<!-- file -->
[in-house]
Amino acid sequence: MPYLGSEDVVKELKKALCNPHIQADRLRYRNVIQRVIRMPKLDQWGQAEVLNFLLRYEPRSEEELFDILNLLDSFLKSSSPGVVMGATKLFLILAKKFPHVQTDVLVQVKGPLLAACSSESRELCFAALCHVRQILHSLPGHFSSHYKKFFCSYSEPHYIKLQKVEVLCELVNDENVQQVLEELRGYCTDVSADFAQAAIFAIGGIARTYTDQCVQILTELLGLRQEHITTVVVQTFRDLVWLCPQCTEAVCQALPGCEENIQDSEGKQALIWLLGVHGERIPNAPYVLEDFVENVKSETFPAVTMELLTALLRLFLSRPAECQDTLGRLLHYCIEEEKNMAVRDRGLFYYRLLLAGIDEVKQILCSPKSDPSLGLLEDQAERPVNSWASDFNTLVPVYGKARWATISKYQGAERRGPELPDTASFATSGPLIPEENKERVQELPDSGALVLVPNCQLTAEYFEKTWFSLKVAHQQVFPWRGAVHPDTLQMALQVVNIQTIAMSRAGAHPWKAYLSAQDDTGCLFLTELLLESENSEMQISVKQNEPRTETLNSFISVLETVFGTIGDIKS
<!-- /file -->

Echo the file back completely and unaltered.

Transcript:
[in-house]
Amino acid sequence: MPYLGSEDVVKELKKALCNPHIQADRLRYRNVIQRVIRMPKLDQWGQAEVLNFLLRYEPRSEEELFDILNLLDSFLKSSSPGVVMGATKLFLILAKKFPHVQTDVLVQVKGPLLAACSSESRELCFAALCHVRQILHSLPGHFSSHYKKFFCSYSEPHYIKLQKVEVLCELVNDENVQQVLEELRGYCTDVSADFAQAAIFAIGGIARTYTDQCVQILTELLGLRQEHITTVVVQTFRDLVWLCPQCTEAVCQALPGCEENIQDSEGKQALIWLLGVHGERIPNAPYVLEDFVENVKSETFPAVTMELLTALLRLFLSRPAECQDTLGRLLHYCIEEEKNMAVRDRGLFYYRLLLAGIDEVKQILCSPKSDPSLGLLEDQAERPVNSWASDFNTLVPVYGKARWATISKYQGAERRGPELPDTASFATSGPLIPEENKERVQELPDSGALVLVPNCQLTAEYFEKTWFSLKVAHQQVFPWRGAVHPDTLQMALQVVNIQTIAMSRAGAHPWKAYLSAQDDTGCLFLTELLLESENSEMQISVKQNEPRTETLNSFISVLETVFGTIGDIKS